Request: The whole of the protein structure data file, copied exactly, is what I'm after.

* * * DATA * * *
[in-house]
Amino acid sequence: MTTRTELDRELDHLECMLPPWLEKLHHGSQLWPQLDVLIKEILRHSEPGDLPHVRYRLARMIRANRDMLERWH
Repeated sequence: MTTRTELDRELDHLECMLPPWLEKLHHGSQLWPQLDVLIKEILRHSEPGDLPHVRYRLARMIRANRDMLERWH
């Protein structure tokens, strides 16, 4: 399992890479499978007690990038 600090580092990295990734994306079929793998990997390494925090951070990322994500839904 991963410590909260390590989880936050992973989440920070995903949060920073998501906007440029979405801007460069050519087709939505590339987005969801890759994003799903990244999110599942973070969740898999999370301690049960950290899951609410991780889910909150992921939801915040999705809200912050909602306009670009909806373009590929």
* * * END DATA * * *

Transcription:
[in-house]
Amino acid sequence: MTTRTELDRELDHLECMLPPWLEKLHHGSQLWPQLDVLIKEILRHSEPGDLPHVRYRLARMIRANRDMLERWH
Repeated sequence: MTTRTELDRELDHLECMLPPWLEKLHHGSQLWPQLDVLIKEILRHSEPGDLPHVRYRLARMIRANRDMLERWH
């Protein structure tokens, strides 16, 4: 399992890479499978007690990038 600090580092990295990734994306079929793998990997390494925090951070990322994500839904 991963410590909260390590989880936050992973989440920070995903949060920073998501906007440029979405801007460069050519087709939505590339987005969801890759994003799903990244999110599942973070969740898999999370301690049960950290899951609410991780889910909150992921939801915040999705809200912050909602306009670009909806373009590929």